@parezcoydigo As you probably know there is no need to let Aperture manage the photos, you can have the photos externally. But I understand if Aperture is not the ideal solution.

Here are a couple of apps that I found when I did a quick search at MacUpdate but I have no idea if they are useful for this task:

There are more but these were the two first that I founf

There’s Deep, however …

Deep doesn’t appear to have even basic image editing capabilities (yet).

There are dozens of image viewer apps, with varying degrees editing capabilities, like jem mentioned. Here’s a free one I found that sounds like it might meet your requirements:

Phoenix Slides

Version 1.2.5 released 2009 March 23, a sign it’s still being actively developed. Many of 'em listed on MacUpdate/VersionTracker haven’t been recently updated so further development might have been abandoned. I’d generally prefer using software that looks like it’ll have a future, minimally at least enough to survive OS X upgrades.

Sure. My problem with Aperture was wholly aesthetic. It didn’t work well with the way I like to view and manipulate my doc photos. But, that probably has more to do with habits than it does with anything else.

Also, some programs have a lighter touch than others-- and my laptop only has 2gig to play with. I’m actually returning to Quito again this summer for more collecting. It’ll be interesting-- because the nature of both cameras and storage options have changed quite a bit since just 2002. I would have loved a 500gig pocket drive back then.

Suffice to say, I think we should use tools designed to do specific tasks and not look at 1 app do do everything. DT does some things very, very well- and it’s perfect for those things.

Speaking of which-- @ronaldkb, you asked about keyword searching. I’m guessing what you mean is looking for specific terms that exist inside your pdfs and text documents? I ask because ‘keyword’ has increasingly become synonymous with ‘keyword tag’. Tagging is a feature that is forthcoming still, I think, in DT2.0. Some people work that way- but I’m not that much into tagging. Because DT is so good at finding strings, now has boolean searching, etc., I find that I can find anything I need in my database, and often things I didn’t realize would work for a given section of writing.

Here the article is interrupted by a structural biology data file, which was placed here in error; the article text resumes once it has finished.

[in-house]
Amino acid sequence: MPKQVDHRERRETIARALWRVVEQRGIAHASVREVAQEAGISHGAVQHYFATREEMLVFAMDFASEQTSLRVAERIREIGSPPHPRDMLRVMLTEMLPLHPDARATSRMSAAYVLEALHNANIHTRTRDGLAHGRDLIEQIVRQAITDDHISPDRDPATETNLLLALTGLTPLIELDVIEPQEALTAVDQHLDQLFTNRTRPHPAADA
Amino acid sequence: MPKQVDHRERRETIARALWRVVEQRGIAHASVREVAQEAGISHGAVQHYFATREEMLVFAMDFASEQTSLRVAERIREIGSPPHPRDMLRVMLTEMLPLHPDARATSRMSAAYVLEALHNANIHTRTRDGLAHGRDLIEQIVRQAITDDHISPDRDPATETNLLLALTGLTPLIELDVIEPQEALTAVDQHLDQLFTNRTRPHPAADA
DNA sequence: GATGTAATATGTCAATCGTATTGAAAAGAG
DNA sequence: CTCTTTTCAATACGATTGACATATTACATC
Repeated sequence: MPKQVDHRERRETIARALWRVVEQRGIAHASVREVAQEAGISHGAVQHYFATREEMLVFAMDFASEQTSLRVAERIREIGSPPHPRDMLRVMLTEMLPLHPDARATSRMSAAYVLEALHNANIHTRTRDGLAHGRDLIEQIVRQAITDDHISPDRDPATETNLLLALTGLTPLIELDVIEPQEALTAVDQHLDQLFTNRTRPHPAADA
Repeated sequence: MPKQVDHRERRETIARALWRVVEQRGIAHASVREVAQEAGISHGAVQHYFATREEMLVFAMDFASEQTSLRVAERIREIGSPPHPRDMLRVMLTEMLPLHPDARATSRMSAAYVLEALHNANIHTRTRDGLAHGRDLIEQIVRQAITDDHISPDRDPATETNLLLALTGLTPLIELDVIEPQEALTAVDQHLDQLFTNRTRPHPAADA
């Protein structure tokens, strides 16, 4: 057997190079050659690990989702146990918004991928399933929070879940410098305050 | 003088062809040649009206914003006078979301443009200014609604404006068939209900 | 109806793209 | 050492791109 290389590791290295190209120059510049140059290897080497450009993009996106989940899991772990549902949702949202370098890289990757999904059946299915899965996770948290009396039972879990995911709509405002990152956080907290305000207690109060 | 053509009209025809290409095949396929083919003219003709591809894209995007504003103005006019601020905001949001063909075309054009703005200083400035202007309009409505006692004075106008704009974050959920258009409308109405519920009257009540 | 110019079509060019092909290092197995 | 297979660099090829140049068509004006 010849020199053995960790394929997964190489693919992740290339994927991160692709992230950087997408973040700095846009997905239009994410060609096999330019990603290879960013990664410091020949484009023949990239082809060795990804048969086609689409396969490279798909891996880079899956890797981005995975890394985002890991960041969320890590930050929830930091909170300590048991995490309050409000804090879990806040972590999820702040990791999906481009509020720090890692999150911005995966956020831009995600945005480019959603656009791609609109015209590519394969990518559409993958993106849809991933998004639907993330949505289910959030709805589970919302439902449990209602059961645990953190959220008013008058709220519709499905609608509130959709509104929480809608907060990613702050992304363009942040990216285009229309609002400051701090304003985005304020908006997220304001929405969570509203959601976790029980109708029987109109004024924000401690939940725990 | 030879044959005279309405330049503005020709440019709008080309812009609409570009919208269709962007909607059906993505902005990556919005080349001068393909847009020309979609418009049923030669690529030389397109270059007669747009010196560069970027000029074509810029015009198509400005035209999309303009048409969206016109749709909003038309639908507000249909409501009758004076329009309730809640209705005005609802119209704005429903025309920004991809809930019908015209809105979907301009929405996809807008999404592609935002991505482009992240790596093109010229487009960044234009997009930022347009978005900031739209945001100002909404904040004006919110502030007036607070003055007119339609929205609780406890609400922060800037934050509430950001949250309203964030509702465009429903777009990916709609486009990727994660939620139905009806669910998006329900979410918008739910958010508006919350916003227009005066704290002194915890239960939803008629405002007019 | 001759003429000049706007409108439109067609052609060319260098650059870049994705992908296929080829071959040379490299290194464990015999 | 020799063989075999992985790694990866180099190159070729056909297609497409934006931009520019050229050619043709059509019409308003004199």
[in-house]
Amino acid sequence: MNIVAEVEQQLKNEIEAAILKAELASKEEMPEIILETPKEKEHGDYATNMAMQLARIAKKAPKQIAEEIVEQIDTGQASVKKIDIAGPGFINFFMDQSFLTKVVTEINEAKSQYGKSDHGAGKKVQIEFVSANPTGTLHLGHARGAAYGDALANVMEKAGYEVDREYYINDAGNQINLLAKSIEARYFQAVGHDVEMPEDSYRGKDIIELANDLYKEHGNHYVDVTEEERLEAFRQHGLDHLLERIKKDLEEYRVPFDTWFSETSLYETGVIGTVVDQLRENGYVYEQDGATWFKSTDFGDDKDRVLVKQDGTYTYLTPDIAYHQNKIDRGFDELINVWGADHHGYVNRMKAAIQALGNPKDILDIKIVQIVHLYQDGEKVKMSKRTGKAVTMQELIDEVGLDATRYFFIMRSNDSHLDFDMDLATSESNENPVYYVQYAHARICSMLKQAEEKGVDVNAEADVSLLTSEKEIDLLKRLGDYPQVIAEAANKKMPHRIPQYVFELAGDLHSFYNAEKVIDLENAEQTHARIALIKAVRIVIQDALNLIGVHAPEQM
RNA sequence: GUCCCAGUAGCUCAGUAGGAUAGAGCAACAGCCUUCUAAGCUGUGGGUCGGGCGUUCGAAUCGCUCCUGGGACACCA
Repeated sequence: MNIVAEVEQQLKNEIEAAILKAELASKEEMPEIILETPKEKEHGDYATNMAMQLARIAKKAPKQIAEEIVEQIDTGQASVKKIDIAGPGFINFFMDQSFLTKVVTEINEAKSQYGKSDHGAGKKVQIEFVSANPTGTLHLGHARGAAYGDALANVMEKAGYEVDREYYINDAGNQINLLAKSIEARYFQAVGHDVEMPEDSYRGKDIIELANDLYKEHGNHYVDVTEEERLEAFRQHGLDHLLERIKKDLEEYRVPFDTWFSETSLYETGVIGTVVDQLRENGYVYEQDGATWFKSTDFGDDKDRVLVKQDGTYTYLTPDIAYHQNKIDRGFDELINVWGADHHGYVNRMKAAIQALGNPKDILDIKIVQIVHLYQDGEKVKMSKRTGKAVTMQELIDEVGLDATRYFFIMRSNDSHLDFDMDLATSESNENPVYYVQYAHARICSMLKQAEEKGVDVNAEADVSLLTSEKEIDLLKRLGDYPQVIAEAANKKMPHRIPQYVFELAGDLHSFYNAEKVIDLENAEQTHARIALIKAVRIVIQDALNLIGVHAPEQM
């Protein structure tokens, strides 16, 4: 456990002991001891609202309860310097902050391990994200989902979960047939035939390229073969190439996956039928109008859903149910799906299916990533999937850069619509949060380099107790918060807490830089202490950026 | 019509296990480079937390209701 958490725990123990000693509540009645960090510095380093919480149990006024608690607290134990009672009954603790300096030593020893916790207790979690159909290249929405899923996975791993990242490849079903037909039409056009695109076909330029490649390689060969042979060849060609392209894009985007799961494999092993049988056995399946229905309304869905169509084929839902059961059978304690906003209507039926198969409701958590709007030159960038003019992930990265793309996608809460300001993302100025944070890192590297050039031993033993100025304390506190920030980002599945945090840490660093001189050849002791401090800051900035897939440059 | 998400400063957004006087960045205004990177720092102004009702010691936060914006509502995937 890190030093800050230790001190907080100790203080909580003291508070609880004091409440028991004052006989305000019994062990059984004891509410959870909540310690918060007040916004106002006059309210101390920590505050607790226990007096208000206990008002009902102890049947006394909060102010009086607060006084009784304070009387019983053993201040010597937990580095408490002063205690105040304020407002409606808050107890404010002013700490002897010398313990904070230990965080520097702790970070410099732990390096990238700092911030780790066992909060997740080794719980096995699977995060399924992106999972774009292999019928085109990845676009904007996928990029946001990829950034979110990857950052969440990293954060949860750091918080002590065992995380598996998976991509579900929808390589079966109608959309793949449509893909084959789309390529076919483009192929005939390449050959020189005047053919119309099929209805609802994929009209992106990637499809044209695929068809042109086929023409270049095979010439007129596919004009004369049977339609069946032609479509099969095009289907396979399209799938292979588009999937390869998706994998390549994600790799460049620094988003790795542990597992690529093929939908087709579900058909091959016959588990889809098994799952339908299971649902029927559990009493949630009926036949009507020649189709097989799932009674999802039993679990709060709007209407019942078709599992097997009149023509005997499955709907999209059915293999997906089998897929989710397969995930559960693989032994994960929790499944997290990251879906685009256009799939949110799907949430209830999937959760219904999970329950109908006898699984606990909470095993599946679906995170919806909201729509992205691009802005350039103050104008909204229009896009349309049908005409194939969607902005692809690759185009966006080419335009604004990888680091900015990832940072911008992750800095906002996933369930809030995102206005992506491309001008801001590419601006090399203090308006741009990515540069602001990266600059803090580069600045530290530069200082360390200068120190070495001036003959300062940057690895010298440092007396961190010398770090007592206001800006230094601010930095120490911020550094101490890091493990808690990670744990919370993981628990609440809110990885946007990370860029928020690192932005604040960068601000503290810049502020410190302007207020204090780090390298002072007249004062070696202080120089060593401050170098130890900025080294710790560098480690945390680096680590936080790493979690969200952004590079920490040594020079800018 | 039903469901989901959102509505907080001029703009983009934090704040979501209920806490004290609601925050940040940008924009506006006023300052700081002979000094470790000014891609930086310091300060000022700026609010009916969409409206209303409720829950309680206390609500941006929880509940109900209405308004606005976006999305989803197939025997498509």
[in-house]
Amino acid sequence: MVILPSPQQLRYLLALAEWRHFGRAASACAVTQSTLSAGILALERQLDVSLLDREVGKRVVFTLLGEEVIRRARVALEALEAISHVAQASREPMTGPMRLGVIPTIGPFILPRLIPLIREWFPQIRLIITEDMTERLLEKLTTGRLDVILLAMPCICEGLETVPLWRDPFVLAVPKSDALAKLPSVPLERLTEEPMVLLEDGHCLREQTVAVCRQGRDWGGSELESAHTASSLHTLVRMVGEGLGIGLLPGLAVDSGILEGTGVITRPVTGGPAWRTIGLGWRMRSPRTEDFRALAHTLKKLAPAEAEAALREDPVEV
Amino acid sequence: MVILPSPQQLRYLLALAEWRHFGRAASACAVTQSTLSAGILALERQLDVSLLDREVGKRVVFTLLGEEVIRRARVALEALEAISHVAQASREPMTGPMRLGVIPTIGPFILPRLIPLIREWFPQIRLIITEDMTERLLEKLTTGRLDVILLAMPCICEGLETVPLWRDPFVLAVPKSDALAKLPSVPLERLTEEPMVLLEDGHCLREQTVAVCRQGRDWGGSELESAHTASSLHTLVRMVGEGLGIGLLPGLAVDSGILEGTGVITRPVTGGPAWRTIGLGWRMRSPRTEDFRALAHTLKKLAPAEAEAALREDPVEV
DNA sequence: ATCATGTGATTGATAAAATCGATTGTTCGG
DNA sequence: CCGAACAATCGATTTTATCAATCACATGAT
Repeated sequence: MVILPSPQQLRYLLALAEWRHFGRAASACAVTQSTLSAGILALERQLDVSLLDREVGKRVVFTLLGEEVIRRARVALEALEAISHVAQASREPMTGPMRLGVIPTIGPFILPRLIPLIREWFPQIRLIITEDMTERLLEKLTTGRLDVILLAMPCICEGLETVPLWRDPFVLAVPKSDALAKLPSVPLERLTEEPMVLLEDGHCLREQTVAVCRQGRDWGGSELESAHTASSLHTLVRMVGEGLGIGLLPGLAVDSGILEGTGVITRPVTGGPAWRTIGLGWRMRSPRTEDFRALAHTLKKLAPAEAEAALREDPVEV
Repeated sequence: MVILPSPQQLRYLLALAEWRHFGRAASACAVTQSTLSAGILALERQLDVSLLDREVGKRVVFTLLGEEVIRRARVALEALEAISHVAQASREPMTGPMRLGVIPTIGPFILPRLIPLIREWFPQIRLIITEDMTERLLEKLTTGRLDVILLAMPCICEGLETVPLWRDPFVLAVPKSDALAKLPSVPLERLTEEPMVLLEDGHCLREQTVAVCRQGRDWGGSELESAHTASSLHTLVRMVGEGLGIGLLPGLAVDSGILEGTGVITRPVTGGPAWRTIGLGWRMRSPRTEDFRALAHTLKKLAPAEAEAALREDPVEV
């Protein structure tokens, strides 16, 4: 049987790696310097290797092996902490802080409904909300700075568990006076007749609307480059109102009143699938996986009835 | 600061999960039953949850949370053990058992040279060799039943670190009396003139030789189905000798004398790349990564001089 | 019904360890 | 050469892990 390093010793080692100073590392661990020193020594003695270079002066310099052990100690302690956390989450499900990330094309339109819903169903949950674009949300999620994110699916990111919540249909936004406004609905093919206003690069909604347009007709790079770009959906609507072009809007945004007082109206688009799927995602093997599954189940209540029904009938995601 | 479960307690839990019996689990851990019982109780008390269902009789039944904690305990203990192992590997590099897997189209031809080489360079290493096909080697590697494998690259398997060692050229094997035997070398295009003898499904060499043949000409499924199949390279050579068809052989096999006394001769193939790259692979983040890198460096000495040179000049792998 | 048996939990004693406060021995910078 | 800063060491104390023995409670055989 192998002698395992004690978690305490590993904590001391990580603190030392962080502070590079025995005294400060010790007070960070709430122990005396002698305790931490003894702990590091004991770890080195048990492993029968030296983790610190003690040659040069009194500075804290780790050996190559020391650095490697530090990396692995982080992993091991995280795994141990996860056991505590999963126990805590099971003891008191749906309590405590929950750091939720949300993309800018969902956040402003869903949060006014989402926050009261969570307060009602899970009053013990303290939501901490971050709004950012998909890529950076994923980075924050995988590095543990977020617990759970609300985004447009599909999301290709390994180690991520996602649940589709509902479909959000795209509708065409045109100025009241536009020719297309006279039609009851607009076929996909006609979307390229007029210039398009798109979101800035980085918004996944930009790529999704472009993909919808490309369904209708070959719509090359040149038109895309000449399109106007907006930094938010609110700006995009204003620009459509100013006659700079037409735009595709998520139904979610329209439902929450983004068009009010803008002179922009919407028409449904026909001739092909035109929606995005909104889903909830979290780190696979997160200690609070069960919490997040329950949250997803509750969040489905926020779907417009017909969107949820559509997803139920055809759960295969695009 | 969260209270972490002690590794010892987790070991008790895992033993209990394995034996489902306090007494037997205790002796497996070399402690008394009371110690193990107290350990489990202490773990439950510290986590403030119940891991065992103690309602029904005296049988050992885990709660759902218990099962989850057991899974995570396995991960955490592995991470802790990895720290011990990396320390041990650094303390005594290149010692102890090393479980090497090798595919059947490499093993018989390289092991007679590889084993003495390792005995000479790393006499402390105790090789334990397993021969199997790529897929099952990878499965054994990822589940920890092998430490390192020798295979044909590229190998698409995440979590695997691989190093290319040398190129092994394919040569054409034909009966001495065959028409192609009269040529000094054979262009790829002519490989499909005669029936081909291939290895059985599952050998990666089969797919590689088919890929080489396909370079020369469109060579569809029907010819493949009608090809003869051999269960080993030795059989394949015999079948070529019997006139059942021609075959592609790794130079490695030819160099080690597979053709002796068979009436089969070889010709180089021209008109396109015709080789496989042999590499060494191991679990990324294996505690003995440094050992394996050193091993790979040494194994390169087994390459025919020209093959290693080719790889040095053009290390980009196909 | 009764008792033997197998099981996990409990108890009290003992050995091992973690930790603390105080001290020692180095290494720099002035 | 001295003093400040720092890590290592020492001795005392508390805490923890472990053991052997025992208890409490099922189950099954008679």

For example-- I can find every instance in which a particular individual is named, say “Ramon de Borja”, instantly. Or, adulterio-- which with fuzzy search will give me adulterino, adultery, adultera, and adulterio, and I can then group together all the cases I have with those terms.

I’m surprised no one mentioned the venerable “Swiss Army Knife” of Mac graphics applications, GraphicConverter. This one does simple photo editing, has a batch mode, allows one to browse Finder folders of photos, etc. The current version is 6.4.

If I had to browse photos of text, I think the GraphicConverter Slideshow mode’s control of area and magnification using the Mighty Mouse scroll wheel (in version 6.x) would be useful, especially if the printed or handwritten text were small. Moving around the contents of a folder in Slideshow mode either by clicking or using the left/right arrow keys is fast.

My personal opinion of Graphic Converter, which I use now and then, is that is an excellent program for converting between various image formats or for small editing tasks. But the UI is quite clunky and it’s no fun spending any longer time working with the program.

That’s the main reason I didn’t mention it in my post before Bill’s.

Bill I hate to say this, but you may have hit a very sore spot with some UI issues and perceptions. Graphics Converter is a great example of a program which is simply amazing in terms of the functionality it has and contains a user interface so incredibly awful, that I gave up on using it years ago when it became apparent it would remain stuck in some weird OS/9 looking like its built from visual basic land.

If you can look at graphics converter and think its a neat program and the rest of devon technologies shares your opinion. Then that goes a long way towards explaining the current UI for devonthink :open_mouth: :open_mouth: :cry:

If 2.0 is the completely overhauled modern interface, I would really hate to see what it looked like before :open_mouth: